Cheating is pretty frowned upon in modern society. We’re one-partner mammals, so the act of being unfaithful should be a slim-to-none occurence, right? But it happens, and it sucks. However, would it be as bad if it were rooted in evolutionary biology? According to a study in Personality and Individual Differences, that might actually be the case.
Switching mates, or having back-up mates, was a way for ancestral women to “pursue the highest value partners she could attract and retain,” according to the study. This stems from the volatile and dangerous environment of that age, such as other species, environmental hazards, and other humans. By having multiple mates, a woman could have more security in protection and resources. There was also the issue of vastly shorter lifespans, meaning a woman’s partner could die almost any day.
David Buss, an author of the study and a professor of evolutionary psychology at the University of Texas, said: “Affairs serve as a form of mate insurance, keeping a backup mate should a switch become warranted in the future. A regular mate may cheat, defect, die, or decline in mate value.”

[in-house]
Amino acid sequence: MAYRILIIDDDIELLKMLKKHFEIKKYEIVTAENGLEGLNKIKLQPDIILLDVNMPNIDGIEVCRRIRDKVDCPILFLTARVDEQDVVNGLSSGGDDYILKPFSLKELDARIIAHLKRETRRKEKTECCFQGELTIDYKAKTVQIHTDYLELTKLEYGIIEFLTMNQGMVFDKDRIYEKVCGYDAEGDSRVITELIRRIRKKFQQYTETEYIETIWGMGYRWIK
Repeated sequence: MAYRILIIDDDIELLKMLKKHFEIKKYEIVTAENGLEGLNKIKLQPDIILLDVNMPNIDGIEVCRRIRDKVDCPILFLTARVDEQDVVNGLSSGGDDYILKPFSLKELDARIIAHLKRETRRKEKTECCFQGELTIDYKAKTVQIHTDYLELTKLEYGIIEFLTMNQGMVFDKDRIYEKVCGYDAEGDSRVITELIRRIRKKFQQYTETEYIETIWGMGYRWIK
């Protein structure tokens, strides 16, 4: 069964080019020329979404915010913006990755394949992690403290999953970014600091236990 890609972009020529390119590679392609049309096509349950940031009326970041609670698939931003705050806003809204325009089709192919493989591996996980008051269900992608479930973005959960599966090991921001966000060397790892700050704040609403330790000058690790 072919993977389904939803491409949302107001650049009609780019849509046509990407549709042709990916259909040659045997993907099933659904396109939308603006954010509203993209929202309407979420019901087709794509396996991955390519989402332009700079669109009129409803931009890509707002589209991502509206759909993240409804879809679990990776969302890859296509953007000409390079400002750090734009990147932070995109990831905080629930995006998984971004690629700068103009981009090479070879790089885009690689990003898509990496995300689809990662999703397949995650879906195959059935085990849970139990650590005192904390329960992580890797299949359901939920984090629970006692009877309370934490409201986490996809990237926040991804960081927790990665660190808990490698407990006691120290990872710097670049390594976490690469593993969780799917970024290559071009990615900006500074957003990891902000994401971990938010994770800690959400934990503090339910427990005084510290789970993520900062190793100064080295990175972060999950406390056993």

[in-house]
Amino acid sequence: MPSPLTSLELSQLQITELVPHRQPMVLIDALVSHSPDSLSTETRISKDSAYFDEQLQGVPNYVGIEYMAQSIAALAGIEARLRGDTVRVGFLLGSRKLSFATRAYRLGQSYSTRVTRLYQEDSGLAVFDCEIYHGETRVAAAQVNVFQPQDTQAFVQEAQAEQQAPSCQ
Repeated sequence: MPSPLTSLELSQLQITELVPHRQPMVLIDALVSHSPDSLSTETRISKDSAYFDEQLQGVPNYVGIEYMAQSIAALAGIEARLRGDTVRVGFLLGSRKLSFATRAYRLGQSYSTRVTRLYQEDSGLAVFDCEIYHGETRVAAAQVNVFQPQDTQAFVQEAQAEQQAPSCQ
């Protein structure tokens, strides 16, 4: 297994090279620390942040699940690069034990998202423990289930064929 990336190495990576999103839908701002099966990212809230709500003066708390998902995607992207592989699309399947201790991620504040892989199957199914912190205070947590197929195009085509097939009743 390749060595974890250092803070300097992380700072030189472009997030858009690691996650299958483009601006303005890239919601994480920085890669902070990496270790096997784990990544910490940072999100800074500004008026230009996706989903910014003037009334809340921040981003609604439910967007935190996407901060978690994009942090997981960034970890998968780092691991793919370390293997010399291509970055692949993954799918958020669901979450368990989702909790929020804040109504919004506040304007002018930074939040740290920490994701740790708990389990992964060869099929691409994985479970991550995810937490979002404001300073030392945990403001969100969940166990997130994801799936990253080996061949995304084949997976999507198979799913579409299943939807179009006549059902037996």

By having multiple mates, a woman could have more security in protection and resources.
But, while the study does focus on women more than men, men aren’t entirely exempt. Us guys have genetic predispositions to stray from partners, as it increases the chance male genes will be spread.
Surveys have also found that a vast majority (91%) of pollers said that cheating was morally wrong, but about 21% of married men and between 10 and 15% of married women admitted to cheating in the last 20 years. “Lifelong monogamy does not characterize the primary mating patterns of humans,” Buss told the NY Times. “Breaking up with one partner and mating with another may more accurately characterize the common, perhaps the primary, mating strategy of humans.”